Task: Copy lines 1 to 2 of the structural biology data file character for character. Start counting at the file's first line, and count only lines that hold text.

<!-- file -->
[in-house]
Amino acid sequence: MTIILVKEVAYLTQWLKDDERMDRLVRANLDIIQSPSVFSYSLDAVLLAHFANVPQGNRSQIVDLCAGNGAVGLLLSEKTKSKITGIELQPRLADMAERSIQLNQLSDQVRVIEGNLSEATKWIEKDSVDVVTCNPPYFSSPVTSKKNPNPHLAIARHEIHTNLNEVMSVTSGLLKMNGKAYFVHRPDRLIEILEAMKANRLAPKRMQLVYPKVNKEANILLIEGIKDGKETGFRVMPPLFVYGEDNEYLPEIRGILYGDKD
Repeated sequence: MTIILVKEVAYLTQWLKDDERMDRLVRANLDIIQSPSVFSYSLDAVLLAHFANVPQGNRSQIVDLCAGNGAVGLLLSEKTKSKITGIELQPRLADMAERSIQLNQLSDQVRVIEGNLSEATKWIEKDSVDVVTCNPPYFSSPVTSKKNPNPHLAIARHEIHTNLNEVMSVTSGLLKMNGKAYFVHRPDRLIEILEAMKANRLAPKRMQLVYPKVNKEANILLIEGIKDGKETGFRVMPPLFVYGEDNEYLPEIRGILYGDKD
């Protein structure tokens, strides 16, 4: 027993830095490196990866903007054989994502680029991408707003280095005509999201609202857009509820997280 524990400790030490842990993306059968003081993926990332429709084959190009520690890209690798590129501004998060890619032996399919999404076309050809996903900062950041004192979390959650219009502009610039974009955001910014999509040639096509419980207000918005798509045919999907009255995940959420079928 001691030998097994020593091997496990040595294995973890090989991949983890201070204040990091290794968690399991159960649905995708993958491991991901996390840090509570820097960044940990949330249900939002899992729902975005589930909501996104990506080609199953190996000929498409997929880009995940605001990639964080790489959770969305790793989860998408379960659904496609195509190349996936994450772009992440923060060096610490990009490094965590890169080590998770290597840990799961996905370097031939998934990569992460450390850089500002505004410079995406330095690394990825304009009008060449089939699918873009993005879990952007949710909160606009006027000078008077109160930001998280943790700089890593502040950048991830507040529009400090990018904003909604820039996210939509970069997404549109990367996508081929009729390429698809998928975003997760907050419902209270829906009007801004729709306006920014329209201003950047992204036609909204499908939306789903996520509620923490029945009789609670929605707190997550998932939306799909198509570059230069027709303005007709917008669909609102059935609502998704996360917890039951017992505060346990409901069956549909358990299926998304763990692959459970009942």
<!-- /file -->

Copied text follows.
[in-house]
Amino acid sequence: MTIILVKEVAYLTQWLKDDERMDRLVRANLDIIQSPSVFSYSLDAVLLAHFANVPQGNRSQIVDLCAGNGAVGLLLSEKTKSKITGIELQPRLADMAERSIQLNQLSDQVRVIEGNLSEATKWIEKDSVDVVTCNPPYFSSPVTSKKNPNPHLAIARHEIHTNLNEVMSVTSGLLKMNGKAYFVHRPDRLIEILEAMKANRLAPKRMQLVYPKVNKEANILLIEGIKDGKETGFRVMPPLFVYGEDNEYLPEIRGILYGDKD